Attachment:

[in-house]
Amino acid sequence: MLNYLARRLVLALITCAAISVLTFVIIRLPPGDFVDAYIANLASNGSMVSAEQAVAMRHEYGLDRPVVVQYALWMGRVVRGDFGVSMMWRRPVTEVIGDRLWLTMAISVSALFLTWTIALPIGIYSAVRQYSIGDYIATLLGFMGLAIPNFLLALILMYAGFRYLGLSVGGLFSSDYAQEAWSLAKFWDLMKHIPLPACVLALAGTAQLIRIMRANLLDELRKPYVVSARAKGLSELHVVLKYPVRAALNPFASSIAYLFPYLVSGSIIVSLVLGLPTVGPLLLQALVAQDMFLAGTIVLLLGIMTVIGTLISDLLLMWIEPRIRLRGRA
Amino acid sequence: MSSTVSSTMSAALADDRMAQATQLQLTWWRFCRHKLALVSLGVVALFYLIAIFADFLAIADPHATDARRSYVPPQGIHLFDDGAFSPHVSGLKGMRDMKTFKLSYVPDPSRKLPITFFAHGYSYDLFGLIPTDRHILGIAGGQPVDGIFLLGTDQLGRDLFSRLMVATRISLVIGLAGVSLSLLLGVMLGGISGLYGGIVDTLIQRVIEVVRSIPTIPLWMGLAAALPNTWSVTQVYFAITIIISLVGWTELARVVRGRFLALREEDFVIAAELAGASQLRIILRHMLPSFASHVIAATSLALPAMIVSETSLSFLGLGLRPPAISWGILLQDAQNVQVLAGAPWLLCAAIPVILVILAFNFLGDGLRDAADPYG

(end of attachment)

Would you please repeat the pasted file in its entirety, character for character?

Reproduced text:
[in-house]
Amino acid sequence: MLNYLARRLVLALITCAAISVLTFVIIRLPPGDFVDAYIANLASNGSMVSAEQAVAMRHEYGLDRPVVVQYALWMGRVVRGDFGVSMMWRRPVTEVIGDRLWLTMAISVSALFLTWTIALPIGIYSAVRQYSIGDYIATLLGFMGLAIPNFLLALILMYAGFRYLGLSVGGLFSSDYAQEAWSLAKFWDLMKHIPLPACVLALAGTAQLIRIMRANLLDELRKPYVVSARAKGLSELHVVLKYPVRAALNPFASSIAYLFPYLVSGSIIVSLVLGLPTVGPLLLQALVAQDMFLAGTIVLLLGIMTVIGTLISDLLLMWIEPRIRLRGRA
Amino acid sequence: MSSTVSSTMSAALADDRMAQATQLQLTWWRFCRHKLALVSLGVVALFYLIAIFADFLAIADPHATDARRSYVPPQGIHLFDDGAFSPHVSGLKGMRDMKTFKLSYVPDPSRKLPITFFAHGYSYDLFGLIPTDRHILGIAGGQPVDGIFLLGTDQLGRDLFSRLMVATRISLVIGLAGVSLSLLLGVMLGGISGLYGGIVDTLIQRVIEVVRSIPTIPLWMGLAAALPNTWSVTQVYFAITIIISLVGWTELARVVRGRFLALREEDFVIAAELAGASQLRIILRHMLPSFASHVIAATSLALPAMIVSETSLSFLGLGLRPPAISWGILLQDAQNVQVLAGAPWLLCAAIPVILVILAFNFLGDGLRDAADPYG